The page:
Photo Courtesy of Overleaf Lodge and Spa

Wine and Dine

Exploring Junction City’s wine in a Yachats hotel

When a hotel offers a reporter the chance to experience a room overlooking the Oregon Coast, it’s less an assignment than a vacation.

And that’s how I treated my invitation to stay at the Overleaf Lodge and Spa in Yachats. Here was a chance to get out of Willamette Valley (which I rarely do) and see some of the state’s treasures. Yachats, a more or less typical Oregon Coast town, offers visitors ready access to Junction City-area wineries, interesting restaurants and dramatic ocean views.

The first rule of getting out of Willamette Valley is that Willamette Valley never leaves you. When I arrived at Overleaf Lodge and Spa after a two-hours drive along winding highways, I was informed that the night’s wine tasting would feature a Junction City winery.

Overleaf has partnered with Prairie Mountain Wineries, a group of six winemakers. It’s a deal that has apparently boosted the image of the wineries, said Jim McGavin, president of the consortium, in a statement.

That certainly proved true for me. I never thought much of Junction City wines, since Dundee Valley has occupied my mind as a place with some of the finest wines.

The night I stayed at the hotel, Brigadoon Vineyards was offering samples, and boy, did this winery steal the show for me.

The winery offered four pinot wines. Its lighter wines (2018 Pinot Blanc and 2018 Pinot Noir Rosé) walked a fine line of acidity and body — and the rosé was less sugary and more like actual fruit.

Since I’m in the infantile stages of pinot noir fan-boy-dom, Brigadoon’s two pinot noirs stuck out to me most. The Pinot Noir Taproot gives a barrel-front taste — offering more smokiness at first — and then rewards with a backdrop flavor of berry. The 2016 Pinot Noir Lylee, however, lets fruit take the main stage.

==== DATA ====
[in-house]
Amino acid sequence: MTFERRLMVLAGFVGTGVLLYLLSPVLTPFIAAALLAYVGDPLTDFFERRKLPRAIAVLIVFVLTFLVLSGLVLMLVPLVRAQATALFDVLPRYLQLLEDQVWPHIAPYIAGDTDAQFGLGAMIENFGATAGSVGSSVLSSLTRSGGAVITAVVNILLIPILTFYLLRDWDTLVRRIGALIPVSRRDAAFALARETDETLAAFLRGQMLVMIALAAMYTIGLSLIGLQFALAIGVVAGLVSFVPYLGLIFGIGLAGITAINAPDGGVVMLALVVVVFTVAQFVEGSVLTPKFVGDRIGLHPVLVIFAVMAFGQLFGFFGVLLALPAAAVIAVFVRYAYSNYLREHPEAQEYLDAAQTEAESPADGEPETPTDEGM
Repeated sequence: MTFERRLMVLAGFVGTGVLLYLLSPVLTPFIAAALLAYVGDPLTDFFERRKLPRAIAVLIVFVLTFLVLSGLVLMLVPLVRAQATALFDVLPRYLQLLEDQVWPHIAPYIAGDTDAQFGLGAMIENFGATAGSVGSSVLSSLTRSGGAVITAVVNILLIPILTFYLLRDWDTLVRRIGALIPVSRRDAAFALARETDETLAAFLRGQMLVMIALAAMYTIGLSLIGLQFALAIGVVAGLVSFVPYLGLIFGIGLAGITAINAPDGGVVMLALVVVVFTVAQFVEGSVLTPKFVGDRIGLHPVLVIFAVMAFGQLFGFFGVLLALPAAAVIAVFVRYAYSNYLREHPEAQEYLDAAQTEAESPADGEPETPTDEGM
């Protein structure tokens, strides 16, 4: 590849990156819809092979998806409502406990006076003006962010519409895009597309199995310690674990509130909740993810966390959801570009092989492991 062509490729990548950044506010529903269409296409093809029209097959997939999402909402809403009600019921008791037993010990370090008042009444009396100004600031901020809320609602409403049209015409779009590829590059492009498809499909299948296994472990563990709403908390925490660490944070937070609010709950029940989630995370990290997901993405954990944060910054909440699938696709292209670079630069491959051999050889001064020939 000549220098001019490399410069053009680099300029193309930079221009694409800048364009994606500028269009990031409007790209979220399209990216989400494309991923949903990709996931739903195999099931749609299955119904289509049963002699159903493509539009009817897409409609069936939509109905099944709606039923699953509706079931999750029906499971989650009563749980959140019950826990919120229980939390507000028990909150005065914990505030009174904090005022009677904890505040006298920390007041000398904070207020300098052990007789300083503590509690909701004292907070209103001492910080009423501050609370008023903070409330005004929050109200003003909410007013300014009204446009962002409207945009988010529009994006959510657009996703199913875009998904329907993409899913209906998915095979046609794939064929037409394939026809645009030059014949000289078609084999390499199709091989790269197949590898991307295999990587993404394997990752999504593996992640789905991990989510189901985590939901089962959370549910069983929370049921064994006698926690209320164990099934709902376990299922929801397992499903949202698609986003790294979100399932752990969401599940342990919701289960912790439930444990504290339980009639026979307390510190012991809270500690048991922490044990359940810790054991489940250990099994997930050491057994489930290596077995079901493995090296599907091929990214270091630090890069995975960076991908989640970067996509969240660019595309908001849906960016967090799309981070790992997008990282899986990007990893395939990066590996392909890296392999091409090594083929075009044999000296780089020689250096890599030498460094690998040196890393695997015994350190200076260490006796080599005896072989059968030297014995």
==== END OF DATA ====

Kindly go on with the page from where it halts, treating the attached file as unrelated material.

Being a seaside town, Yachats does offer a few seafood options. Looking for a gluten-free friendly restaurant, however, makes things a little more difficult. After deciding on the Drift Inn Café (who would’ve thought Yachats was a popular place to stay in March?), I stuck with it despite the wait time nearing an hour.

The Drift Inn Café’s menu is eclectic. It offers the usual burgers, steak and fish you’ll find in any seaside restaurant. But it also includes noodle bowls, mole enchiladas and wood-fired pizza. It’s one of those menus you see on Kitchen Nightmares that gets ripped apart by Chef Gordon Ramsey. But, somehow, this restaurant pulls it off.

I went with the steak, which may have been a little too rare. Nevertheless, I stand by my decision — although looking around at other people’s wood-fired pizza left me wondering: What if?

The hotel’s public relations team isn’t lying when it says Overleaf Lodge and Spa offers an ocean view. In fact, the sound of crashing waves gave me an awakening I wasn’t expecting. Groggy and slightly hung-over, the sound of waves colliding against rocks had me wondering in my first waking moments if I had passed out on a beach, like Doc Ricketts in John Steinbeck’s Cannery Row.

The scenery surrounding Overleaf wasn’t lost on me. From my hotel room, I could glance over and watch waves crashing on volcanic rock as I lay on the bed, watching the amazing light-saber duel on the volcanic world Mustafar between Obi Wan and Darth Vader in Star Wars: Revenge of the Sith.